Grace - the powerful means by which God, through no merit of our own, reaches out of eternity to save a human soul. The interruption of decay by salvation. The rescue of life from the very near peril of death.
Yet somehow, this mysterious grace is so often thought of as - perhaps confused with? - a fragile, ethereal thing. I wonder, is that because "grace" also carries alternate, very human, definitions? Grace is also defined as elegant movement (as in, "She is so graceful) and yet again can be thought of as courtesy or charm (as in, "He needed to find the grace to admit defeat").
If we, in error, conflate the meanings, mixing the divine with the human, we run the risk of diluting God's favor with the elegent arc of a dancer's arm; we run the risk of thinking of God's favor as charming rather than potent and efficacious.
Sit with the concept of grace for a moment. Consider its inherent weightiness. This is the favor of the Almighty Creator God we are considering. Rather than a veil covering us from eternal death, it is a pierce-proof armor protecting the souls of His beloved ones.
Grace. What a wonderful word.
Here we are in the last few days of 2020. It has been a strange year, and yet the rhythm holds. The entire world seems to slow down in this week between Christmas and New Year's. Businesses find a lower gear, with shorter hours and more grace for family. We cocoon with the treasures of our hearts -- family and friends.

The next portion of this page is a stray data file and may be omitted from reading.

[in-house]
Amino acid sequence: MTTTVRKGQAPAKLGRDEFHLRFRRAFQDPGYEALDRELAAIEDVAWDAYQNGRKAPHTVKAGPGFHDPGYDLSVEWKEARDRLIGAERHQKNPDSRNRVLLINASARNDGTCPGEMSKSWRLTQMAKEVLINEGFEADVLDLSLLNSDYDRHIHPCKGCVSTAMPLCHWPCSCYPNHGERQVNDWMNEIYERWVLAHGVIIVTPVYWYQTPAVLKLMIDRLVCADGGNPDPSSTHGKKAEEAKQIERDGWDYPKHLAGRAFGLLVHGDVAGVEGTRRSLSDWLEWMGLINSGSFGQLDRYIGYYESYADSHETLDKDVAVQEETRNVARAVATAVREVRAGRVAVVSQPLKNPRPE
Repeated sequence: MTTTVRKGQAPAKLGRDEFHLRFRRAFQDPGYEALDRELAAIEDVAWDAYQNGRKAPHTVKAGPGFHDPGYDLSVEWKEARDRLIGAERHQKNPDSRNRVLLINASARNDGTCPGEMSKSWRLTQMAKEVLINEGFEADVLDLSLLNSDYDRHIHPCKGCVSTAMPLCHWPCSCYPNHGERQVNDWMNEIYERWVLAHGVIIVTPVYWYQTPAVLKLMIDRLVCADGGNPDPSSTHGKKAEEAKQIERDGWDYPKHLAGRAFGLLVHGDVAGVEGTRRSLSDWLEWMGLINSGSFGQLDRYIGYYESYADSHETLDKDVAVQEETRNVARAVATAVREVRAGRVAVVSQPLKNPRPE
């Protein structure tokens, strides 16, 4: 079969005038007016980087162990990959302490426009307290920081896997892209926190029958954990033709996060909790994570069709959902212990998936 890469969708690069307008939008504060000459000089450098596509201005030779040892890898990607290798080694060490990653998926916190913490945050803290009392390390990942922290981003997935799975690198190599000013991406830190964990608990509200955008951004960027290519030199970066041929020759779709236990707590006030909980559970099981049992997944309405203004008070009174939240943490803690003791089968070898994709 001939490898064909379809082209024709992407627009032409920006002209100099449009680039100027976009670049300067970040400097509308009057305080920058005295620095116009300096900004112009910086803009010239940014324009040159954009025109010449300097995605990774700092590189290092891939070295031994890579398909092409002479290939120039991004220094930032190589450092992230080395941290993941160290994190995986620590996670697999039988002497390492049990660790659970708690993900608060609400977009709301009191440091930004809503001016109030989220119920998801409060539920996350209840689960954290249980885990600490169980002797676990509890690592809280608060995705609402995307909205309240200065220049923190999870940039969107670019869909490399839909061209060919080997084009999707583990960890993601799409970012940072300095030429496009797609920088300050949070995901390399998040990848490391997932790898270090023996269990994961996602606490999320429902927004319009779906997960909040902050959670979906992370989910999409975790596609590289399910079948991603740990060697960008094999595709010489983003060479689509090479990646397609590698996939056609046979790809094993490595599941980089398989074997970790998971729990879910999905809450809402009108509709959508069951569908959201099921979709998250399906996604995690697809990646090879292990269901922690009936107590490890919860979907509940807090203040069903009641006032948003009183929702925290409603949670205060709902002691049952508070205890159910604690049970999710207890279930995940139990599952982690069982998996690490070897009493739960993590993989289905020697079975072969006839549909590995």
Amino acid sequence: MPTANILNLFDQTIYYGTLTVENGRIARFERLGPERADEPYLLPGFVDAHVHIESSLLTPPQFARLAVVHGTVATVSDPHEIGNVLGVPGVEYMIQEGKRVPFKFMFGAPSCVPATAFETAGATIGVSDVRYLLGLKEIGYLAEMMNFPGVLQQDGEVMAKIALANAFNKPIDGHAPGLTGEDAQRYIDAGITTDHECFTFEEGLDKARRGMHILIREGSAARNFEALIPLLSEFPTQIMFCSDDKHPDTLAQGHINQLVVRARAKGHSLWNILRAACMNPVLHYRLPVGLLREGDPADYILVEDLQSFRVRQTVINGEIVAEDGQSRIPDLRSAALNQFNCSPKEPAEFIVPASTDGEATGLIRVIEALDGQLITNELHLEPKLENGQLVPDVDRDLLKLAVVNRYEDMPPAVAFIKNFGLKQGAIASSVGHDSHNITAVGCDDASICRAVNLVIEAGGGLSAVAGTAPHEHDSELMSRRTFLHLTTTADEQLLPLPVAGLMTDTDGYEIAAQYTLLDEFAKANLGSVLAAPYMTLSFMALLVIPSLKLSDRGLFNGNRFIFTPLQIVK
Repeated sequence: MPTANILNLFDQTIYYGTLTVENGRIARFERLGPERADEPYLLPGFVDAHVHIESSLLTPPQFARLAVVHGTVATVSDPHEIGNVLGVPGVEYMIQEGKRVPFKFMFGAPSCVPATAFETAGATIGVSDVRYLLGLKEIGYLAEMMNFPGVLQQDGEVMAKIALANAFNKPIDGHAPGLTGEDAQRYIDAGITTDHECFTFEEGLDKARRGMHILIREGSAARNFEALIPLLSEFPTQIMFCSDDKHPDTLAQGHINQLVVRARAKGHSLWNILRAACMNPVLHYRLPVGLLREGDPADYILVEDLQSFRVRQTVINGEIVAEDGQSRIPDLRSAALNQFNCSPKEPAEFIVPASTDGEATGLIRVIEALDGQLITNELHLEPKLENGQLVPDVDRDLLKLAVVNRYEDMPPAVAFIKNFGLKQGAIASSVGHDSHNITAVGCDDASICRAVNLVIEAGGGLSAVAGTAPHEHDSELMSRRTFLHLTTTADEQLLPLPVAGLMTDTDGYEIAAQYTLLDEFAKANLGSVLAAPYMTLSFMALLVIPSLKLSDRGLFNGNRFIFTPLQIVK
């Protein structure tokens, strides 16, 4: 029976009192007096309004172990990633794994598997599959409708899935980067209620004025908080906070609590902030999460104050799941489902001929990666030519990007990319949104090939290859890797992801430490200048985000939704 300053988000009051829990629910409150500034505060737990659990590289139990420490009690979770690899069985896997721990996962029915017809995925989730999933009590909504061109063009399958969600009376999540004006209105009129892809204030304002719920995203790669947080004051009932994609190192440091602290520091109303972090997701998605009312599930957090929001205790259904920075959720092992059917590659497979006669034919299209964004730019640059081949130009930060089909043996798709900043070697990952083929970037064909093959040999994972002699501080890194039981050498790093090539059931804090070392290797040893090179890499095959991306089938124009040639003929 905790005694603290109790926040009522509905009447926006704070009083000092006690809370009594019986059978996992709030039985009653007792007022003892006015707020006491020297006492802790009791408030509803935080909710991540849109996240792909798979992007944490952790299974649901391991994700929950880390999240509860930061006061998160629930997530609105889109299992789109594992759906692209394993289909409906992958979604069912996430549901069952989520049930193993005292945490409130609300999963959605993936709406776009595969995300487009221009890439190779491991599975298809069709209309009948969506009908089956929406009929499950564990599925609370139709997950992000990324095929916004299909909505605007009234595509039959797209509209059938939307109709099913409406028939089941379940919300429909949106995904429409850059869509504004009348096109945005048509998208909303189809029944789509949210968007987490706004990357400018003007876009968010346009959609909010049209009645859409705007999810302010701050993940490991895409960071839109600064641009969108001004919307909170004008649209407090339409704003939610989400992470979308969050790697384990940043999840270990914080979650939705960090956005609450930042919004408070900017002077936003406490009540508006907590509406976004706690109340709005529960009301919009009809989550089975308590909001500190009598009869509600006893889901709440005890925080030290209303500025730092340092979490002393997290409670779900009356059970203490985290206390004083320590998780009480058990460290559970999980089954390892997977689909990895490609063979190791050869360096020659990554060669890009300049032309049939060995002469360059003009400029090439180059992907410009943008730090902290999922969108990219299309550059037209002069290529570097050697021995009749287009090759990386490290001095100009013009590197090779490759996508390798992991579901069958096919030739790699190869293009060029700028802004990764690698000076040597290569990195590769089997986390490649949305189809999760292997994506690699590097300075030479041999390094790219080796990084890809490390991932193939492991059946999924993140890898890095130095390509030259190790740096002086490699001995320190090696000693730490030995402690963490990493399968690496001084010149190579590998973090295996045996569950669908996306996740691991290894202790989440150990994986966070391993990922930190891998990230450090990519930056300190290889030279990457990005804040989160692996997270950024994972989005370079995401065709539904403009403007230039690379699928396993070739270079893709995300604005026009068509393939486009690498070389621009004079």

The world takes a breath.
Between the celebration of incarnation and the headlong rush into the future, we collectively pause to assess. In a society that paces before the microwave of life, we suspend the race for a brief, almost inperceptible, moment.
The year before us holds no footprints. It is an unmarred path, a blank page, 365 boxes filled with opportunities. It seems to hold the promise of beginning again - of Jubilee for our lives and hearts and souls.
Then comes the Rose Parade (okay, it's staged in 2021!), all those Bowl games, the rifle goes off and the race is on...again...for another year.
So in the few dwindling days of this year, I pause to consider. What has my life meant in the last 363 days? Have I furthered the Kingdom? Have I been attractive for the gospel - or has my flesh pushed people away? Has the noisy, demanding tyranny of the world pushed out the still quiet voice of God in my own heart?
Christmas as a celebration of the incarnation is not a one day celebration of a rescue mission. It is a daily challenge to our way of life. Praise God that when Jesus came to earth, he passed by any bounds of race, nationality or origin. Christmas is a challenge for us to live out every day.
As I reflect on the many years now past, I realize that I do not want to live just to be old. I want to really live - live graciously and broadly in whatever years I am given. Like a traveler, I do not wish to rush around in a circle - to be taught the same lessons year after year for my failure - or refusal - to learn them. Rather, I want to push out into new thoughts, new responsibilities, ever more closely walking with God.
The old year peels off the days like an onion nearing its center: richer, fuller flavored than the dry husky days of last summer. Savoring them requires time. For in just two days, an unmarred path leads away from the fireplace and the solace of warm, snuggly places to the 365 boxes laid out ahead. 365 boxes stuffed full of opportunities to show love, compassion, and grace to those I meet and those I know. I'm not ready, but the New Year beckons.
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